In an interesting move, the two game modes Survival and Time Trial have been removed in the upgrade from Street Fighter IV to Super Street Fighter IV; sure, they weren't exactly the most played game modes, but it's odd that they've been pruned. In their place are remastered barrel and car-destruction stages (from the Street Fighter II days of yesteryear), which are also encountered during the arcade game-mode. While these stages aren't in-depth by any stretch of the imagination, they're a welcome hat-tip to fans of the 16-bit title, and newbies will find them a refreshing break on your way through arcade mode.

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DeeJay vs Rufus in Super Street Fighter IV.
Multiplayer has always been at the core of Street Fighter's charm, and fortunately this is an area where Super Street Fighter IV has made some much-needed improvements in the online realm. The lobby system is now improved and what it should have been in Street Fighter IV; the addition of region-locking now enables you to only search for fights in your local global region, keeping those nasty high pings at bay. Endless mode (where the victor stays on) and team battle (up to eight players on two teams battling each other knockout-style) are two of the additional online multiplayer modes; backed by a replay channel which will let you record your own fights and also share them with the world. The much awaited tournament mode still doesn't yet exist sadly, though is due to be released via DLC sometime during June given the attention to detail for the other online modes, we don't doubt this will be worth the wait.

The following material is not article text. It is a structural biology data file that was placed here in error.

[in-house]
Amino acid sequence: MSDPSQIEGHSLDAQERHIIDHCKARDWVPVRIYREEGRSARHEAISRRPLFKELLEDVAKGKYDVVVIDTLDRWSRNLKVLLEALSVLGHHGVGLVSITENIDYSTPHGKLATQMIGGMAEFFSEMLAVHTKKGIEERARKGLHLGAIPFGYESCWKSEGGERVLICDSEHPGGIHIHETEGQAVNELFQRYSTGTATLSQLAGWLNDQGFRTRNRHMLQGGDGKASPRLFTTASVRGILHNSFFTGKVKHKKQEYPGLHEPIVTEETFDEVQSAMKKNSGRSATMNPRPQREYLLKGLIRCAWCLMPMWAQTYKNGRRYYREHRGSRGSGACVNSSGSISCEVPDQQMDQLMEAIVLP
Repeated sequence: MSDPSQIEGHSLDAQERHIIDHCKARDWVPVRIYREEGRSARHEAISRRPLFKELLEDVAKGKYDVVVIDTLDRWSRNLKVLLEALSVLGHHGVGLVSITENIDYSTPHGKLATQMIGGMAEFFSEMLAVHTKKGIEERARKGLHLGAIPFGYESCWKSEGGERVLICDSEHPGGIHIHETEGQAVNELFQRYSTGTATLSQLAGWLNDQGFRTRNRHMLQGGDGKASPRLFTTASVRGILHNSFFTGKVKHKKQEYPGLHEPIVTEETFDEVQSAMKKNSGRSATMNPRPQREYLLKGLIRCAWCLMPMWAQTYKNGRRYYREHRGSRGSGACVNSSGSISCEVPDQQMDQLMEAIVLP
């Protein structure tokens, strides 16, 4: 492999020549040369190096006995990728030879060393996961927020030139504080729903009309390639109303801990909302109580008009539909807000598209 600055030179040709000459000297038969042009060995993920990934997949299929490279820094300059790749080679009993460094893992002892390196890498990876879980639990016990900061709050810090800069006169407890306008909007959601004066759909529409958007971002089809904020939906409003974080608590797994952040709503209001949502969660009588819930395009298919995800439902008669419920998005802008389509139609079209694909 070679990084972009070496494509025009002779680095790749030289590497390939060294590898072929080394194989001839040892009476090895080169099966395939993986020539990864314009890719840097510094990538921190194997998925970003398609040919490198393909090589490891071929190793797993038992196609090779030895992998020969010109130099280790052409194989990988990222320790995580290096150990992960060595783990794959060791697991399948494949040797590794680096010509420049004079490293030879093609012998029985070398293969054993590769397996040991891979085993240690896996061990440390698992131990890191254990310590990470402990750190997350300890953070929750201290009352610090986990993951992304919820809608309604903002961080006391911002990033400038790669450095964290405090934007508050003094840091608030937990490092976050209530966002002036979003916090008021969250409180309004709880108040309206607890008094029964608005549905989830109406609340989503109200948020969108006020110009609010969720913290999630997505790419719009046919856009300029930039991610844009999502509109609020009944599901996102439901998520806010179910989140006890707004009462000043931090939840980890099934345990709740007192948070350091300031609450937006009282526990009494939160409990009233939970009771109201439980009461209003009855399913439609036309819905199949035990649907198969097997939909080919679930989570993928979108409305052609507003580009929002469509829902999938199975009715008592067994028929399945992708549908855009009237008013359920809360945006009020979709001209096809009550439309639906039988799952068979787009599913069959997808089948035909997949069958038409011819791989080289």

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Huzzah! Meerkats make it into SSFIV.
In the upgrade to Super Street Fighter IV, character profile portraits and the menu interface have been given a new lick of paint, as well as the introduction movie. Aside from this, the visuals are virtually the same as those in Street Fighter IV; characters are sufficiently-detailed up close, though at a distance the impact of the 3d visuals is somewhat lost. Fortunately, certain specials and ultras are rewarded with camera panning and artful angles, which help to show off the level of detail that has been put into the visuals. While pretty visuals are often associated with painful load times, an optional 5 Gig HD install helps out by making load times next to unnoticeable.

So, the million dollar question is Super Street Fighter IV worth the extra investment for owners of Street Fighter IV, even if it is at a reduced retail price (RRP $69.95)? The way I see it, if you're a casual gamer who already owns Street Fighter IV and you only give it a spin once every few weeks/months, then this would probably be a superfluous purchase. If you love your Street Fighter and play Street Fighter IV online currently, chances are you've already made the switch to this. However, if you're yet to purchase a fighter for the PS3, this is the best fighter around that money can buy, and looks like it'll hold that crown for some time to come.

Review By: Chris Gobbett

GRAPHICSClassy SF4 visuals, only let down by some disappointing cutscenes.
SOUNDRemixed tunes are an artful tribute to past Street Fighters.
GAMEPLAYIt's Street Fighter, but raising the bar for online multiplayer
VALUEThe best 2D fighter, for a fraction of full-game price?? Giggedy!
OVERALLFor a game with such pick-up-and-play charm, as well as long-term replayability, they don't get much better than Super Street Fighter IV. Casual gamers with SFIV might want to think twice before purchase, but to everyone else grab this one at its already-low price, and you won't be disappointed!